Rachmaninov: 3 Symphonies - de Waart
Exton OVCL-156 (4 discs)
Classical - Orchestral
Rachmaninov: Complete Symphonies & Orchestral Works
Radio Filharmonisch Orkest Holland
Edo de Waart (conductor)
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- Sergei Rachmaninov: Caprice Bohémien, Op. 12
- Sergei Rachmaninov: Prince Rostislav - Symphonic Poem (1891)
- Sergei Rachmaninov: Scherzo in D minor (1888)
- Sergei Rachmaninov: Symphonic Dances, Op. 45
- Sergei Rachmaninov: Symphony in D minor (1891) 'Youth'
- Sergei Rachmaninov: Symphony No. 1 in D minor, Op. 13
- Sergei Rachmaninov: Symphony No. 2 in E minor, Op. 27
- Sergei Rachmaninov: Symphony No. 3 in A minor, Op. 44
- Sergei Rachmaninov: The Isle of the Dead, Op. 29
- Sergei Rachmaninov: The Rock, Op. 7
Review by John Broggio - June 3, 2007
This box set advertises itself as the complete orchestral works by Rachmaninov and my first thought was “where’s the Vocalise?” Then I realised that because Vocalise is not an original orchestral composition, we should not feel misled. Although for the sake of a few minutes that could have been easily been accommodated onto any of the discs, it is shame this popular favourite is not included.
This set was recorded in the studio of the Radio Filharmonisch Orkest Holland over a period of two and a half years, starting with the second and third symphonies in the winter of 2001, continuing with the first symphony and the tone poems Caprice Bohemian in the early summer of 2002 before the remaining major tone poems were taped in late winter of 2003 (the juvenilia was put down in late spring of the same year).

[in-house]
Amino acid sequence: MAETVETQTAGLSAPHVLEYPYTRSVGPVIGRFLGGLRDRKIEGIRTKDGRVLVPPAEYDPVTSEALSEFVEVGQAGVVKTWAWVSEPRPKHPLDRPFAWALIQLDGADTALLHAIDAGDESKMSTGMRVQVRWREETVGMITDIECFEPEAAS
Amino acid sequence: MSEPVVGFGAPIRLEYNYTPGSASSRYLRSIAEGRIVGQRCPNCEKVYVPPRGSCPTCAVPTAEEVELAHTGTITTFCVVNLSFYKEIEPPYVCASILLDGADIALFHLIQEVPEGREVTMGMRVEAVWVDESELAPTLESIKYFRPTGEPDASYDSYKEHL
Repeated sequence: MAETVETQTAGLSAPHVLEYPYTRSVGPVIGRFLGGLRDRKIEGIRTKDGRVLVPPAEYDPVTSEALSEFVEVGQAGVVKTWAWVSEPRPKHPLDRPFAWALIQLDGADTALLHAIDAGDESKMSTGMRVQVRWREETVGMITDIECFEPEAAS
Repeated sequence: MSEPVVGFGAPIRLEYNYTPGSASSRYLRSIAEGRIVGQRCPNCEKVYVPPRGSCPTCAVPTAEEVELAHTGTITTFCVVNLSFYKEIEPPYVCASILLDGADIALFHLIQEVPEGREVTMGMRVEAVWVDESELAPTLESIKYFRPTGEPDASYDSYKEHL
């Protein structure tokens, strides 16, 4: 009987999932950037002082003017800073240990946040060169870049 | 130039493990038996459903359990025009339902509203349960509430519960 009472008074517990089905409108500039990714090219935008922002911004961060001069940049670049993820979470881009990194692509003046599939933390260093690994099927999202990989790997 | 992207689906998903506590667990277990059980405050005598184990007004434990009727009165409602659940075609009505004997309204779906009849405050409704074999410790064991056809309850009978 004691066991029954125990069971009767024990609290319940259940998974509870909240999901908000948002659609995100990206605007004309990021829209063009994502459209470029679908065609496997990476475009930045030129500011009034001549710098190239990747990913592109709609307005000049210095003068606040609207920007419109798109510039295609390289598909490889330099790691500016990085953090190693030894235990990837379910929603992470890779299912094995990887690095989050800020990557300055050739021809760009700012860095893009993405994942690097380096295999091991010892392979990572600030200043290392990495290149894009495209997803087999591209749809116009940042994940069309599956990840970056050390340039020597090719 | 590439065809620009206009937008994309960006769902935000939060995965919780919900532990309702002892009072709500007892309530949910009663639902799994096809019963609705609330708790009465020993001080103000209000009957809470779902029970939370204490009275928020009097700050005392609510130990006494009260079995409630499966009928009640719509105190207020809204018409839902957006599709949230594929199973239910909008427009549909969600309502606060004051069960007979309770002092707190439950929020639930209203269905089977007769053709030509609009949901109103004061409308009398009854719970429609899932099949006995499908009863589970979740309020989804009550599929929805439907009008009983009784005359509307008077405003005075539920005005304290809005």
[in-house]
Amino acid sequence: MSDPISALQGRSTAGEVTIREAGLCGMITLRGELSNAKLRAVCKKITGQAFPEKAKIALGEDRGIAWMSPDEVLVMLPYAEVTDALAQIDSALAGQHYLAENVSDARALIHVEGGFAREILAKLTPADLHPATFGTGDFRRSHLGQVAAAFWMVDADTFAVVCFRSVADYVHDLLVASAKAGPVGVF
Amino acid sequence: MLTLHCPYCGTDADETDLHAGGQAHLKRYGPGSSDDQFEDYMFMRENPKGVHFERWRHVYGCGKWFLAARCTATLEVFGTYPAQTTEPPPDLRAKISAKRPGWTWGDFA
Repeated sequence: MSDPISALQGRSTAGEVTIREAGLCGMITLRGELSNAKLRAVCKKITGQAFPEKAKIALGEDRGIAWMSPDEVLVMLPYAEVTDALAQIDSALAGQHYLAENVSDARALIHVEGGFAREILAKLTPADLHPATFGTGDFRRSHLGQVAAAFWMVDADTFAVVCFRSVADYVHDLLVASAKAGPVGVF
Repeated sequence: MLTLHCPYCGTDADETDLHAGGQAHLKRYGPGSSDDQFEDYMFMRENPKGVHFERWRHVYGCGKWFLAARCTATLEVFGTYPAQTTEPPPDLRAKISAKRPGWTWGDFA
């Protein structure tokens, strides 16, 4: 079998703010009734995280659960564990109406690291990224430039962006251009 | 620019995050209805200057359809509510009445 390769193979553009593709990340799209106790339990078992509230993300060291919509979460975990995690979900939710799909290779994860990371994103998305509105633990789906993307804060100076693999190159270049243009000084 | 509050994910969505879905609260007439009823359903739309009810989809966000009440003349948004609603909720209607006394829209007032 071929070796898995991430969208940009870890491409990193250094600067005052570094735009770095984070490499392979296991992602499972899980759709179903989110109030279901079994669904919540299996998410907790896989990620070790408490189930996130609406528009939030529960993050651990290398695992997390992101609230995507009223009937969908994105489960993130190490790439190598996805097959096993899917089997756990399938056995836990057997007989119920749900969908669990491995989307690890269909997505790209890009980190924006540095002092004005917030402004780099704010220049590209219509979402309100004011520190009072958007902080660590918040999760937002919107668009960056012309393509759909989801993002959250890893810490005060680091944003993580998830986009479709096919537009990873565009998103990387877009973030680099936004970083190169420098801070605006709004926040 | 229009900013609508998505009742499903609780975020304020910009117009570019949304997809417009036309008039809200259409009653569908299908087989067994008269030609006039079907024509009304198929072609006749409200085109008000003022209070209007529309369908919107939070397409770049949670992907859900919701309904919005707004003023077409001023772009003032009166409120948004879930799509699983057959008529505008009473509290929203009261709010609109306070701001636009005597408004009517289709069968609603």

Despite the range of recording dates, the sound is surprisingly consistent in all but one important exception. That exception is the third symphony which, despite emanating from the same sessions as the glorious second symphony, is badly mismanaged so that the recording suffers from excessive reverberation time which clouds all manner of detail that, if one creeps up to the individual speakers one can hear, is trying to creep out. Curiously the second symphony doesn’t suffer from this at all and I have to wonder how Exton allowed such an incongruous mix to be put out to market.
Broadly speaking the discs contains the major works in chronological order but with the smaller tone poems arranged to fit in around their more mature and grander counterparts. The first symphony is frequently cited to be Rachmaninov’s strongest symphonic work (although in popularity it doesn’t hold a candle to his next effort). Edo de Waart brings out the thematic links across the whole of the work and allies this with an electric response from the Radio Filharmonisch Orkest Holland – this is probably the best playing of the set. Concluding the first disc is a long (and long-winded) attempt at pretending to be Dvorak and Smetana; the tone world is spot on but the melodic fragments has neither the easy grace nor the melancholy that underlies so much of the Bohemian soundscapes or the majority of Rachmaninov’s own compositions.